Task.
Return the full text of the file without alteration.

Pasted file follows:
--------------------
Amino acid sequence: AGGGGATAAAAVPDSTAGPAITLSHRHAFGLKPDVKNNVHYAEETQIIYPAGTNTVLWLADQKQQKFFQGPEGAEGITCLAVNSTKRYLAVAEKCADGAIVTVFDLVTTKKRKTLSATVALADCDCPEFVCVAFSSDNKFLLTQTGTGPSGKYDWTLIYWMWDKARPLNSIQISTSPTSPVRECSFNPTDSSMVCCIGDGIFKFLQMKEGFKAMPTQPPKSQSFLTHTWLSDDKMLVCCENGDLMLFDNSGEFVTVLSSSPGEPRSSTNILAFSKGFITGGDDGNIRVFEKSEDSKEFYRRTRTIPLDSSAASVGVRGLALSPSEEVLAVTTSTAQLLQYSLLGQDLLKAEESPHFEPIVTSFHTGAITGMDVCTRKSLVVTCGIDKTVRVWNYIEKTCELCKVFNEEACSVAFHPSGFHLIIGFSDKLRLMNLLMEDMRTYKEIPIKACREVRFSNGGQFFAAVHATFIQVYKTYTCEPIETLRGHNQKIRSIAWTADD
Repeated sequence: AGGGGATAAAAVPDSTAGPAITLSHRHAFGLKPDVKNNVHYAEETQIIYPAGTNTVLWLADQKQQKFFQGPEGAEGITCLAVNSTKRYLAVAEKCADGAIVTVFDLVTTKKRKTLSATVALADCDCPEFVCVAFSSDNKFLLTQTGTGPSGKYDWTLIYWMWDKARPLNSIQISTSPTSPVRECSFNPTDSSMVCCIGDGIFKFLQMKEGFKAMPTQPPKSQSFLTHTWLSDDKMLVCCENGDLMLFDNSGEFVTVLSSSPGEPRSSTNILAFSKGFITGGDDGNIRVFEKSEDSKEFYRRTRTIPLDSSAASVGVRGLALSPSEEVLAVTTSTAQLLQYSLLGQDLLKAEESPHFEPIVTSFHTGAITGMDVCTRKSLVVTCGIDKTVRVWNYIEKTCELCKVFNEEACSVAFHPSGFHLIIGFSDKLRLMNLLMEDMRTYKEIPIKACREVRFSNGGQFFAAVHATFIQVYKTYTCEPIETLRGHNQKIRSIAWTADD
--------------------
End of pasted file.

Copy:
Amino acid sequence: AGGGGATAAAAVPDSTAGPAITLSHRHAFGLKPDVKNNVHYAEETQIIYPAGTNTVLWLADQKQQKFFQGPEGAEGITCLAVNSTKRYLAVAEKCADGAIVTVFDLVTTKKRKTLSATVALADCDCPEFVCVAFSSDNKFLLTQTGTGPSGKYDWTLIYWMWDKARPLNSIQISTSPTSPVRECSFNPTDSSMVCCIGDGIFKFLQMKEGFKAMPTQPPKSQSFLTHTWLSDDKMLVCCENGDLMLFDNSGEFVTVLSSSPGEPRSSTNILAFSKGFITGGDDGNIRVFEKSEDSKEFYRRTRTIPLDSSAASVGVRGLALSPSEEVLAVTTSTAQLLQYSLLGQDLLKAEESPHFEPIVTSFHTGAITGMDVCTRKSLVVTCGIDKTVRVWNYIEKTCELCKVFNEEACSVAFHPSGFHLIIGFSDKLRLMNLLMEDMRTYKEIPIKACREVRFSNGGQFFAAVHATFIQVYKTYTCEPIETLRGHNQKIRSIAWTADD
Repeated sequence: AGGGGATAAAAVPDSTAGPAITLSHRHAFGLKPDVKNNVHYAEETQIIYPAGTNTVLWLADQKQQKFFQGPEGAEGITCLAVNSTKRYLAVAEKCADGAIVTVFDLVTTKKRKTLSATVALADCDCPEFVCVAFSSDNKFLLTQTGTGPSGKYDWTLIYWMWDKARPLNSIQISTSPTSPVRECSFNPTDSSMVCCIGDGIFKFLQMKEGFKAMPTQPPKSQSFLTHTWLSDDKMLVCCENGDLMLFDNSGEFVTVLSSSPGEPRSSTNILAFSKGFITGGDDGNIRVFEKSEDSKEFYRRTRTIPLDSSAASVGVRGLALSPSEEVLAVTTSTAQLLQYSLLGQDLLKAEESPHFEPIVTSFHTGAITGMDVCTRKSLVVTCGIDKTVRVWNYIEKTCELCKVFNEEACSVAFHPSGFHLIIGFSDKLRLMNLLMEDMRTYKEIPIKACREVRFSNGGQFFAAVHATFIQVYKTYTCEPIETLRGHNQKIRSIAWTADD